We continue our tour heading northwest along Main Street. Chatham is home to many art galleries and even several candy shops. When we came early in the morning, some of the shops were not yet open and there wasn't too much activity on the streets yet.
This large restaurant has a distinct Cape Cod feel to it and even contains a tavern and a gift shop. You can see me in the reflection on the right, taking a picture from across the street.
Here's a view of Kate Gould Park from Main Street. On Friday nights in the summer, concerts are held in the bandstand, which you can see behind the trees on the right side of the picture.
This charming inn right on Main Street dates back to 1860. It's one of the many places to stay right in heart of Chatham, Massachusetts.
Here is a view, facing northeast along Main Street, starting at around the 500 block. The First United Methodist Church rises in the background.
Several shops and businesses occupy this house known as Kent Place along Main Street in Chatham.
This large building on the 500 block of Main Street sports a clothing store on the ground floor. Notice its cedar siding, which is very popular on Cape Cod and other parts of New England.
The Chatham Chamber of Commerce provides a small Visitor Information Center right on Main Street.
Even this small bank has cedar siding. We told you it was popular on Cape Cod.
Here's a closer view of the historic First United Methodist Church in Chatham at the intersection of Main Street and Cross Street. For shoppers, they even provide a Thrift Shop.
Also at the intersection of Main Street and Cross Street is this interesting historic artifact. Looks like an old water pump surrounded by stonework.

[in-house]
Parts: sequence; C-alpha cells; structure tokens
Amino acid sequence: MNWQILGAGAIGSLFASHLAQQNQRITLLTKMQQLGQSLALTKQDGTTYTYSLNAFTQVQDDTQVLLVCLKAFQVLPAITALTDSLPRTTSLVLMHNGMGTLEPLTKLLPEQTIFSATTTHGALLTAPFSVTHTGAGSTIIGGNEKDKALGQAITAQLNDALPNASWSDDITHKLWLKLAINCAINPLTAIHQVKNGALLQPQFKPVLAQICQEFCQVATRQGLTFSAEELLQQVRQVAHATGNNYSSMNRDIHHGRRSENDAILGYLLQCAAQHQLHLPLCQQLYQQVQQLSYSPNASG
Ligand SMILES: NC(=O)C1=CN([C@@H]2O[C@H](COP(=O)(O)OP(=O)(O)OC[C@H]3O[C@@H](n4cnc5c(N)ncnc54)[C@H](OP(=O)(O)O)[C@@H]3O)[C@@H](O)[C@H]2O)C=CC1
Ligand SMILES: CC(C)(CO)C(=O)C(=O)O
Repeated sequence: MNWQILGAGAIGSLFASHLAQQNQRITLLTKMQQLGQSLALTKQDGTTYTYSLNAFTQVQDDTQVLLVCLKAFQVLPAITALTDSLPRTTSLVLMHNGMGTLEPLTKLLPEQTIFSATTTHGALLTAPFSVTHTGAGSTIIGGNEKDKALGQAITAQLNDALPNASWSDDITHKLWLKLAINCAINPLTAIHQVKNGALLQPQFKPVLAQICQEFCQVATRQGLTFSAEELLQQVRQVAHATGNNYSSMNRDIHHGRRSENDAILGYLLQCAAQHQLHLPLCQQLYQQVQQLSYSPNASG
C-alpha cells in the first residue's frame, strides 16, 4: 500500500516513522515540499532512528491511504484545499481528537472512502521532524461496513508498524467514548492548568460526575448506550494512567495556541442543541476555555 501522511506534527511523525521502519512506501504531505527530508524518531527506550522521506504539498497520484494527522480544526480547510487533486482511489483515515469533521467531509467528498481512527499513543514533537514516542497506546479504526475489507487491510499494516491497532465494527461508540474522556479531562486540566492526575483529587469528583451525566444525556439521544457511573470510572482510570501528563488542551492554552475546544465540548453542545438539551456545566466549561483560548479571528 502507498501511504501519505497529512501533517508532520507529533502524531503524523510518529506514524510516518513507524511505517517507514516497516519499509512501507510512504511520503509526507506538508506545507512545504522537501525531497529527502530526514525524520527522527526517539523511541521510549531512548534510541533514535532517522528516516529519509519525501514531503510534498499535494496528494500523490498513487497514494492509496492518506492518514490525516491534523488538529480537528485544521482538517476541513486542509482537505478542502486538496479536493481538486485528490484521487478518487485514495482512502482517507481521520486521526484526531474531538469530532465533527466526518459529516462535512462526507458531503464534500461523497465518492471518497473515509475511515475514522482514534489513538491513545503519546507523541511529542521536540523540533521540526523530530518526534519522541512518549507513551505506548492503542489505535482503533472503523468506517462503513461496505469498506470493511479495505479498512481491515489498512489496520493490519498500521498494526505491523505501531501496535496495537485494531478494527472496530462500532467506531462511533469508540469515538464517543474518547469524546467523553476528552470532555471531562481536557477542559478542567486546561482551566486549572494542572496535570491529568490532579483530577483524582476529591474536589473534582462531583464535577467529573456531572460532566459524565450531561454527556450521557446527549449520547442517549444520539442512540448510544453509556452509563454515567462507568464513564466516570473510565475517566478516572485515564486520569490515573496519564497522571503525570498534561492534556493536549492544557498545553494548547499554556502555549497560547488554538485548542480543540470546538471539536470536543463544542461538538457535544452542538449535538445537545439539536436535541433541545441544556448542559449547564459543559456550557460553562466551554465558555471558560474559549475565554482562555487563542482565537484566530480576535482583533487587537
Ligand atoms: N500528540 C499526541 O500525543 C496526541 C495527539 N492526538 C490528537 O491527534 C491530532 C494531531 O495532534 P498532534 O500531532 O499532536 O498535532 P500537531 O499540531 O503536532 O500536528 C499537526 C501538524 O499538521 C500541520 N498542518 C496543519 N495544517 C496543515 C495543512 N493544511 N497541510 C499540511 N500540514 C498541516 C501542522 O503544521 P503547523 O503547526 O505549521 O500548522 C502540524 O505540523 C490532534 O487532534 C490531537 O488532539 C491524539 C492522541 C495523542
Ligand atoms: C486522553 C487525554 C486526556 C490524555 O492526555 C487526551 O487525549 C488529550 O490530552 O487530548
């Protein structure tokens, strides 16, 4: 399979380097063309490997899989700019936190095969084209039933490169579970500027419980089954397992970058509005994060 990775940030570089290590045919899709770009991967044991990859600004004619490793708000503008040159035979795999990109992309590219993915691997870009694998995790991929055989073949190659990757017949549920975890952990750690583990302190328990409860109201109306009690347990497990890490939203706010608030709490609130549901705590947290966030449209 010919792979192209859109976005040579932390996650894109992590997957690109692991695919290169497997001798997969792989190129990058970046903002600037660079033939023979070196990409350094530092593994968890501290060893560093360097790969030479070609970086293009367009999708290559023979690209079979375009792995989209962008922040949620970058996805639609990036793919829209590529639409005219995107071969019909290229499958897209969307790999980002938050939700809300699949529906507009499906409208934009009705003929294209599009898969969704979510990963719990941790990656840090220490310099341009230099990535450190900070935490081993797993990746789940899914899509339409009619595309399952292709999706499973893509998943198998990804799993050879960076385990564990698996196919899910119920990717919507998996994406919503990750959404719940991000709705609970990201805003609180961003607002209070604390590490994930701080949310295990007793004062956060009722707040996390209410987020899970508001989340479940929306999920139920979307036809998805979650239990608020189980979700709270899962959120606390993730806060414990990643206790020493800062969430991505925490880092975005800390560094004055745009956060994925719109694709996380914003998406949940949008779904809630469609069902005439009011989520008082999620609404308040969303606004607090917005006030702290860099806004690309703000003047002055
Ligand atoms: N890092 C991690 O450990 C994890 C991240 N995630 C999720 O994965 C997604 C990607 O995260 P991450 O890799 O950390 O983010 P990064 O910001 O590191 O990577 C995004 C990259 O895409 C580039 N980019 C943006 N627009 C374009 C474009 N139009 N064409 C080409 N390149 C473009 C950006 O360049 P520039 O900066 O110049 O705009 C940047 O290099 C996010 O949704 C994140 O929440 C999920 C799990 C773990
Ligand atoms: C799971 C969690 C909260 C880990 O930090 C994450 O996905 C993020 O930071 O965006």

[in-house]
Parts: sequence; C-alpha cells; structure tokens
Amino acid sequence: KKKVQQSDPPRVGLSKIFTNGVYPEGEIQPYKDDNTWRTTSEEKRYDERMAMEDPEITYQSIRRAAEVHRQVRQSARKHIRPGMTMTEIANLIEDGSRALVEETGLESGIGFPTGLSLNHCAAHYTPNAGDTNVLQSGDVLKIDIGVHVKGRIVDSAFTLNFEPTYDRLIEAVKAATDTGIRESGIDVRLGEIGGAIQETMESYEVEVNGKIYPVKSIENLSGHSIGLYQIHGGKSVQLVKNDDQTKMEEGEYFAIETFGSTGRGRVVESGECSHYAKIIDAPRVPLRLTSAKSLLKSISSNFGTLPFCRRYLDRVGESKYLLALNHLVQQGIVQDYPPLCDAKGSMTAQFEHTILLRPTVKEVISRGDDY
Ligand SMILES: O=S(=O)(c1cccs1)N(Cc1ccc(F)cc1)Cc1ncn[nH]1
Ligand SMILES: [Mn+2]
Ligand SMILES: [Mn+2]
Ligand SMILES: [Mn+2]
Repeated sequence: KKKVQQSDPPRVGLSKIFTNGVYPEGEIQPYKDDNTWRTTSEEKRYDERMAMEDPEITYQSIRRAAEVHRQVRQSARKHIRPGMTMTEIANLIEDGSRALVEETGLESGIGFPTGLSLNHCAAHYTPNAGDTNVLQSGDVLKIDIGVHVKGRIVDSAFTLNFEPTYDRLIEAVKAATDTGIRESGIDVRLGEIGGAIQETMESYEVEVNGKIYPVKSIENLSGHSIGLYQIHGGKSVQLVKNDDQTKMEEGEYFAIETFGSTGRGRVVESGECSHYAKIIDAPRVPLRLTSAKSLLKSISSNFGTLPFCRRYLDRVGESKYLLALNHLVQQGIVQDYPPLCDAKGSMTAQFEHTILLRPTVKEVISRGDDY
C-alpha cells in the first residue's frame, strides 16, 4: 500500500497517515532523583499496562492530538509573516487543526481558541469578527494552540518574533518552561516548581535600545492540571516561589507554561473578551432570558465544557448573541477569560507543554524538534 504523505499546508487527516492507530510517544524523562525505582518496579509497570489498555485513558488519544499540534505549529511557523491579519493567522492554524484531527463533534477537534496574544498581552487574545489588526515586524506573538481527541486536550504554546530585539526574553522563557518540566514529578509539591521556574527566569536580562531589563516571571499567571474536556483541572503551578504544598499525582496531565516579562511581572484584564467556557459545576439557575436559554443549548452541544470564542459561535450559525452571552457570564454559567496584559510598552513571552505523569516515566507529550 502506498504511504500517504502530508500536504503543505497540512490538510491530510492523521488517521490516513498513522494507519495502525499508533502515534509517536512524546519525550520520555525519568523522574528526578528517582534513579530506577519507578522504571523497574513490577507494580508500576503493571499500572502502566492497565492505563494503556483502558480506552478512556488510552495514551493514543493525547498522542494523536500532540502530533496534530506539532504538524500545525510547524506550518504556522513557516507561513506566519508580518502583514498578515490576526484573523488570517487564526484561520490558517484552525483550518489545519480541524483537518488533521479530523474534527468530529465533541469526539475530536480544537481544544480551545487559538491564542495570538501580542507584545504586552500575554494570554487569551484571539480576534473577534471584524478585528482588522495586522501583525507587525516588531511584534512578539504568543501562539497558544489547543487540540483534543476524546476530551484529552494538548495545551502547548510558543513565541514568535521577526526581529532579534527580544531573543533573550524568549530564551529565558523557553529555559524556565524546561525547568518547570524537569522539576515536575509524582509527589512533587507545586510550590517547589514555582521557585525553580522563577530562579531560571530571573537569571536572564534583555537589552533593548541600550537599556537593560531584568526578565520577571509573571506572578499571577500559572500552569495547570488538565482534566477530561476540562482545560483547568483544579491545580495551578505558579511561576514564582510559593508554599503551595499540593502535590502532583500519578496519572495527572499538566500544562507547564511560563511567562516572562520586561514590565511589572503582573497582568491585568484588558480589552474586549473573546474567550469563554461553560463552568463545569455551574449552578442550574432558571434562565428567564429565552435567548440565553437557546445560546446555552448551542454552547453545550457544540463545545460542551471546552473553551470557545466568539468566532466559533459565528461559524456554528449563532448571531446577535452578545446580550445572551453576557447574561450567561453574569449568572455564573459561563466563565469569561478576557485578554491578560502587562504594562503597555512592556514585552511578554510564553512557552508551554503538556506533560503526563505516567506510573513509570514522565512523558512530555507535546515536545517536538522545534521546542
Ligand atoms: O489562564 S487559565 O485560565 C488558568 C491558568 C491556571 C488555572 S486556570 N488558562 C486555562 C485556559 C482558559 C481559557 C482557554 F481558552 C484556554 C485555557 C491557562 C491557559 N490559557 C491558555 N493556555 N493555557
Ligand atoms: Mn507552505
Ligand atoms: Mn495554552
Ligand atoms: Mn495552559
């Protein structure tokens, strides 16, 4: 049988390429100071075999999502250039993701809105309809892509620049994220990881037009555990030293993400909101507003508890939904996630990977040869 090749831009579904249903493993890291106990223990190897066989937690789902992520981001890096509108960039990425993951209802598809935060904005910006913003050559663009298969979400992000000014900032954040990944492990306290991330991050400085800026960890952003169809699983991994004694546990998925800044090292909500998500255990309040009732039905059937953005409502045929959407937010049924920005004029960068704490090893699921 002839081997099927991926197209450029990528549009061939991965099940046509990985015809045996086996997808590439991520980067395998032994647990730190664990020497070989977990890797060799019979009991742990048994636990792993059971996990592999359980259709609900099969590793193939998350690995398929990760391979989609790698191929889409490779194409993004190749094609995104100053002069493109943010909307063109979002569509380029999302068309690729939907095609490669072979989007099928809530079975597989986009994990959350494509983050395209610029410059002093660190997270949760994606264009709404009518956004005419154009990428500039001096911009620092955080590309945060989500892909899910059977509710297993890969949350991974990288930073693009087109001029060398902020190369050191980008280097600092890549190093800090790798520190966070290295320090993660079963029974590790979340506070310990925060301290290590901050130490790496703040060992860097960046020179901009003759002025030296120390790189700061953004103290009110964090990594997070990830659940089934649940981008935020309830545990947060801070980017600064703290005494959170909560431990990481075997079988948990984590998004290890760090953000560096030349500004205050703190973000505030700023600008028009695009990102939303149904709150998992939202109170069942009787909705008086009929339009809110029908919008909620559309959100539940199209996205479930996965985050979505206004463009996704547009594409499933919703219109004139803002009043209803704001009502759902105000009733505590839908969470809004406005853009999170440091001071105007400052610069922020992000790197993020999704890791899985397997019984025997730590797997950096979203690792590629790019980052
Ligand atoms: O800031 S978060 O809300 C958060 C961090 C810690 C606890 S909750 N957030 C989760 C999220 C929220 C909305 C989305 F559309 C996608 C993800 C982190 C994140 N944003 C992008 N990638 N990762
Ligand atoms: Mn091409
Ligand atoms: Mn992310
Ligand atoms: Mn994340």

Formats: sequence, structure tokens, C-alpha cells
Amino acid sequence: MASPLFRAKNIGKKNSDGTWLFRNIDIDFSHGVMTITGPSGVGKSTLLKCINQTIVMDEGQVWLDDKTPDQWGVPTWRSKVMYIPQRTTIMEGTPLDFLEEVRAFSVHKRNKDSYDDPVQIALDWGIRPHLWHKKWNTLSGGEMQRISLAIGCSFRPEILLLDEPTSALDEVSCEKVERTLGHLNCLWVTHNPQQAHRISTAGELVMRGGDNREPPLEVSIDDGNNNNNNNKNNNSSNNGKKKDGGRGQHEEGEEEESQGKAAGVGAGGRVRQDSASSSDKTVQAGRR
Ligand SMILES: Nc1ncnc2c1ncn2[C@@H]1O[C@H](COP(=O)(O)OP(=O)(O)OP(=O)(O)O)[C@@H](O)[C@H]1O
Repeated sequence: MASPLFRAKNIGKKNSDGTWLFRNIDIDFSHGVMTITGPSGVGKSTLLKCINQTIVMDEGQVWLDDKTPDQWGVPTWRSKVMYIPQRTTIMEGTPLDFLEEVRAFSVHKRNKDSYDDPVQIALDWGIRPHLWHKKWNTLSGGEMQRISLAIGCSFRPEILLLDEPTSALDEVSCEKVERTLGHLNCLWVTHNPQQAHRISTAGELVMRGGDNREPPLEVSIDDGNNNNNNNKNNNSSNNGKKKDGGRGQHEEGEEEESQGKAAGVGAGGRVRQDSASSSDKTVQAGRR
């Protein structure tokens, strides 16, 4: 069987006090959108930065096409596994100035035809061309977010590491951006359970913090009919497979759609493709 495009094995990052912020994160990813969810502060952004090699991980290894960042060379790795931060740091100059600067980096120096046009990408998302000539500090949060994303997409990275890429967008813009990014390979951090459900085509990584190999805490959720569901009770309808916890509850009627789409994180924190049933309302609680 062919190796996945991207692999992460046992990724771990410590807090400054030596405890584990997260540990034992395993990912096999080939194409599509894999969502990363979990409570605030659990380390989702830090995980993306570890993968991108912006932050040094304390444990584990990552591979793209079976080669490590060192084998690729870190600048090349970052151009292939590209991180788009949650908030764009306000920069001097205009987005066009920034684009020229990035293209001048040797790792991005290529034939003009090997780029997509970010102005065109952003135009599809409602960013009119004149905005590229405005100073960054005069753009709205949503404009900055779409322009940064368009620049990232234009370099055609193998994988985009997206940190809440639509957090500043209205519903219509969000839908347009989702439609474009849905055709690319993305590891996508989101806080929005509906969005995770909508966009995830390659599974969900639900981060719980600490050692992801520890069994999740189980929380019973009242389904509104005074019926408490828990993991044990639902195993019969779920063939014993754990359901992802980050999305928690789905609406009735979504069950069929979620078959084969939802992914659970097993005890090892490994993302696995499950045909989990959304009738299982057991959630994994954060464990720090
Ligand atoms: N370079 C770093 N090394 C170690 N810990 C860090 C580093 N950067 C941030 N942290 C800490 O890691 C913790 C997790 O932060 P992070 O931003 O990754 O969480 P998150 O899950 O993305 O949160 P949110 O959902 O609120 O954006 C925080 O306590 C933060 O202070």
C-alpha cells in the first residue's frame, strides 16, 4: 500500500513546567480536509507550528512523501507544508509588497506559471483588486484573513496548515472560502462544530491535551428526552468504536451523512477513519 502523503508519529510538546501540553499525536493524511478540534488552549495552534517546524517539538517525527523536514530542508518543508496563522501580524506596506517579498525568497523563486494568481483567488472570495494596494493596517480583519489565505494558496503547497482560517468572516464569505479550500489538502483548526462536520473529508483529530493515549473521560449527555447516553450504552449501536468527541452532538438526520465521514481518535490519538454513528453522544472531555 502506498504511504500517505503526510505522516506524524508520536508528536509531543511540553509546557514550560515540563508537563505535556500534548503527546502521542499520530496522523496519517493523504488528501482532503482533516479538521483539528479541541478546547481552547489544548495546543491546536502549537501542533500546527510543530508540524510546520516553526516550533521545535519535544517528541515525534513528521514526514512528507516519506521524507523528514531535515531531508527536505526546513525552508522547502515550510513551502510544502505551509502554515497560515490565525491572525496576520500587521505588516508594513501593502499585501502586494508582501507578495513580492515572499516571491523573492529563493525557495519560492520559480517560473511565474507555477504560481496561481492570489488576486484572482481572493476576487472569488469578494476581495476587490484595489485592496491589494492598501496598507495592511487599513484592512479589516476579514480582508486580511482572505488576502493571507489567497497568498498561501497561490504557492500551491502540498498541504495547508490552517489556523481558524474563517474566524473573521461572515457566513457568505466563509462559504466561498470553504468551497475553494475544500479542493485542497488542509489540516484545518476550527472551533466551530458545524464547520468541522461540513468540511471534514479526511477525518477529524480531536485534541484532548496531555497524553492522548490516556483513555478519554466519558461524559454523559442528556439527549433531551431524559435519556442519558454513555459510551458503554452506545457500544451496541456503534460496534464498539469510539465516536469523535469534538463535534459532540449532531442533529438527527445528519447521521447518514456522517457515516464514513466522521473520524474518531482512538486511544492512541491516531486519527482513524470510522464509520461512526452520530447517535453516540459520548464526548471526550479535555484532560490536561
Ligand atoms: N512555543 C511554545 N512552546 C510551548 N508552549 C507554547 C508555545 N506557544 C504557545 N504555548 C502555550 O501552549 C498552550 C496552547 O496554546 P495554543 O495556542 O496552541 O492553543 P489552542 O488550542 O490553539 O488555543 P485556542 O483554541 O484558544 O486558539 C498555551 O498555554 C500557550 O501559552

Across the street from the First United Methodist Church is the historic Eldridge Public Library built in the Renaissance/Romanesque style of architecture.
A house stands above the hill looking down on businesses along Main Street at the intersection of Main Street and Library Lane. There was a lot of beautiful architecture in Chatham but sometimes all of the power lines and electric poles made photography a little frustrating.
More galleries and boutiques along the 500 block of Main Street. You can see what I mean about all of the power lines. Oh well, the shops need electricity.
A clothing boutique and an antiques shop occupy this charming building. Most of the shops are independently owned. There are a few small chains in the Historic Business District, but you won't find any national chains.
This building appears to be a bit more modern and is part of a multi-building complex.
Here's a twin of that previous building so they are probably part of the same complex. On the right you have a bistro with outdoor seating and on the left you have an anchor, which gives a nod to Chatham's nautical heritage.
Chatham's Civil War Memorial occupies the green triangle of space made up by the unique intersection of Main Street and Seaview Street. An antiques store occupies the historic house at the top of the hill on the right-side of the picture.
A row of gift shops and boutiques line this commercial structure along the 600 block of Main Street. And yes, even this otherwise nondescript structure is dressed up in that ever popular cedar siding.
More shops and boutiques occupy these structures. The building on the right is a perfect example of Cape Cod architecture. The First Congregational Church rises in the background.
As the morning progressed more stores began to open and more people began to appear along the sidewalk. On the right-side of the picture is the Chatham Orpheum. Built in 1917, the historic theater continues to show first run movies.
We near the end of the tour as we reach the northwestern most edge of Chatham's Historic Business District. But there are still a few more shops and restaurants along this stretch.
When you reach the Rotary (as traffic circles are called in Massachusetts) you know you have reached the end of Chatham's Historic Business District. But you can always cross the street and turn around and shop the other side of the street. Just be sure to use that well-marked crosswalk in the middle of the road.